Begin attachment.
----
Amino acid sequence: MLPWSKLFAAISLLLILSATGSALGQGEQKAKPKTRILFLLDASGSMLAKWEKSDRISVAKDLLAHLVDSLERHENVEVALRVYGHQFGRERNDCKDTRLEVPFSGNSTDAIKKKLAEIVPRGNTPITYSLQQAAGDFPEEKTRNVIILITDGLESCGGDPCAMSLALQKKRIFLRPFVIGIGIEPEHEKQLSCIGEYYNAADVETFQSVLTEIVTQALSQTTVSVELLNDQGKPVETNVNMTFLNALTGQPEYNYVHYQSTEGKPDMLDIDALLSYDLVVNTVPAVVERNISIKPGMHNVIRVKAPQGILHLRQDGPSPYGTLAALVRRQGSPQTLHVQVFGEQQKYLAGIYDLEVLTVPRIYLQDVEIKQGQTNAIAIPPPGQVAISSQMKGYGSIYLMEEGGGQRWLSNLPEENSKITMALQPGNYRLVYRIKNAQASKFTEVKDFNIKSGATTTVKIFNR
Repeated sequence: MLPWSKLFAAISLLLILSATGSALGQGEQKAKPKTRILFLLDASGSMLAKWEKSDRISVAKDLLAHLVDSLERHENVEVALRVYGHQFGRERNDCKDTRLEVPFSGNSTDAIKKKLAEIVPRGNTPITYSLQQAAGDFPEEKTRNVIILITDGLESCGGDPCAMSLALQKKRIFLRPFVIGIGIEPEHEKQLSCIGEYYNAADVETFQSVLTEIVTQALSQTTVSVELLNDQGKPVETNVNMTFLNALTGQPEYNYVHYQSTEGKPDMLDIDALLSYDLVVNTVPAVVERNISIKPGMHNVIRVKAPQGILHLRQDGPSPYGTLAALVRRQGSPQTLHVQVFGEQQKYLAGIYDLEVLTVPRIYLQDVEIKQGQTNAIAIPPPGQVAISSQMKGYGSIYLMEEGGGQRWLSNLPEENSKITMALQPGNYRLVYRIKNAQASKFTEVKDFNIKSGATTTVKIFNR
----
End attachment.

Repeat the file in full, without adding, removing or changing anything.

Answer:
Amino acid sequence: MLPWSKLFAAISLLLILSATGSALGQGEQKAKPKTRILFLLDASGSMLAKWEKSDRISVAKDLLAHLVDSLERHENVEVALRVYGHQFGRERNDCKDTRLEVPFSGNSTDAIKKKLAEIVPRGNTPITYSLQQAAGDFPEEKTRNVIILITDGLESCGGDPCAMSLALQKKRIFLRPFVIGIGIEPEHEKQLSCIGEYYNAADVETFQSVLTEIVTQALSQTTVSVELLNDQGKPVETNVNMTFLNALTGQPEYNYVHYQSTEGKPDMLDIDALLSYDLVVNTVPAVVERNISIKPGMHNVIRVKAPQGILHLRQDGPSPYGTLAALVRRQGSPQTLHVQVFGEQQKYLAGIYDLEVLTVPRIYLQDVEIKQGQTNAIAIPPPGQVAISSQMKGYGSIYLMEEGGGQRWLSNLPEENSKITMALQPGNYRLVYRIKNAQASKFTEVKDFNIKSGATTTVKIFNR
Repeated sequence: MLPWSKLFAAISLLLILSATGSALGQGEQKAKPKTRILFLLDASGSMLAKWEKSDRISVAKDLLAHLVDSLERHENVEVALRVYGHQFGRERNDCKDTRLEVPFSGNSTDAIKKKLAEIVPRGNTPITYSLQQAAGDFPEEKTRNVIILITDGLESCGGDPCAMSLALQKKRIFLRPFVIGIGIEPEHEKQLSCIGEYYNAADVETFQSVLTEIVTQALSQTTVSVELLNDQGKPVETNVNMTFLNALTGQPEYNYVHYQSTEGKPDMLDIDALLSYDLVVNTVPAVVERNISIKPGMHNVIRVKAPQGILHLRQDGPSPYGTLAALVRRQGSPQTLHVQVFGEQQKYLAGIYDLEVLTVPRIYLQDVEIKQGQTNAIAIPPPGQVAISSQMKGYGSIYLMEEGGGQRWLSNLPEENSKITMALQPGNYRLVYRIKNAQASKFTEVKDFNIKSGATTTVKIFNR